19
Introduction

There is currently an explosion of interest in the role of institutional factors in secular economic growth. Standard neoclassical economic growth theory is devoid of institutions and predicts that, in long-run equilibrium, growth rates will be equal across countries, or at most will vary with differences in labour force participation. Recently though, Romer ( 1986) and Lucas ( 1987) have developed growth models that contain some form of increasing social returns. These endogenous growth models imply that institutional factors and government policies can systematically affect economic growth, and there is now a large empirical literature examining these phenomena. Despite recent progress, the empirical relevance of policies and institutions for long-run economic growth is still hotly debated. Levine and Renelt ( 1992) argue that 'the broad array of fiscal-expenditure variables, monetary-policy indicators, and political stability indexes considered by the profession are also not robustly correlated with growth'. I believe that Levine and Renelt are wrong. What they see as fragile results, I see as overly averaged data and inappropriately pooled countries in their regression analysis.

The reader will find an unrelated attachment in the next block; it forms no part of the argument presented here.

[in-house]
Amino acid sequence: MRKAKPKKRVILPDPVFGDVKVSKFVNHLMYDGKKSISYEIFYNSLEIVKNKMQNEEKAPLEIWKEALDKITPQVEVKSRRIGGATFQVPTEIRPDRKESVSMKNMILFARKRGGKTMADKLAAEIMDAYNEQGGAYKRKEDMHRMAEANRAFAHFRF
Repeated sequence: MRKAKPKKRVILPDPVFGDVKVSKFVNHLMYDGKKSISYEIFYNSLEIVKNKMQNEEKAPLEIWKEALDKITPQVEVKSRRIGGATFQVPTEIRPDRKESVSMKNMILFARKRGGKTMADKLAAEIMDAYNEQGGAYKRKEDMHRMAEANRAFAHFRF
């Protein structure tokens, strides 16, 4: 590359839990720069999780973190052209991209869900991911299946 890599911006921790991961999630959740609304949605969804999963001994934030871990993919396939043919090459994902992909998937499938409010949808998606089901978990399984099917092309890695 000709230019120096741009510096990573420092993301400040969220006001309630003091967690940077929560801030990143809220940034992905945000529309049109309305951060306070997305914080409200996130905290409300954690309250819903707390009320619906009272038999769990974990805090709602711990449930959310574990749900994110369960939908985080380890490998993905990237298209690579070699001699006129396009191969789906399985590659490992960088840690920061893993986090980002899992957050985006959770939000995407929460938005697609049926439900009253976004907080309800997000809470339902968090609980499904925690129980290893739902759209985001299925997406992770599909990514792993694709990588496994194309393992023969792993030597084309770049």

In this paper, I offer a brief general assessment and critique of the empirical literature on institutions and economic growth. I then present some new empirical evidence on how the relationship between government and labour affects macroeconomic performance. Specifically, I study the centralized bargaining hypothesis most closely associated with Calmfors and Driffill ( 1988) and the leftist-corporatist government- unionization growth linkage espoused by Cameron ( 1984), Crouch ( 1985), Lange and Garrett ( 1985, 1987), Garrett and Lange ( 1989) and Alvarez, Garrett and Lange ( 1991). I find almost no support for the Calmfors-Driffill notion that both extremely decentralized and extremely centralized countries perform better that those in the middle. I do find some limited

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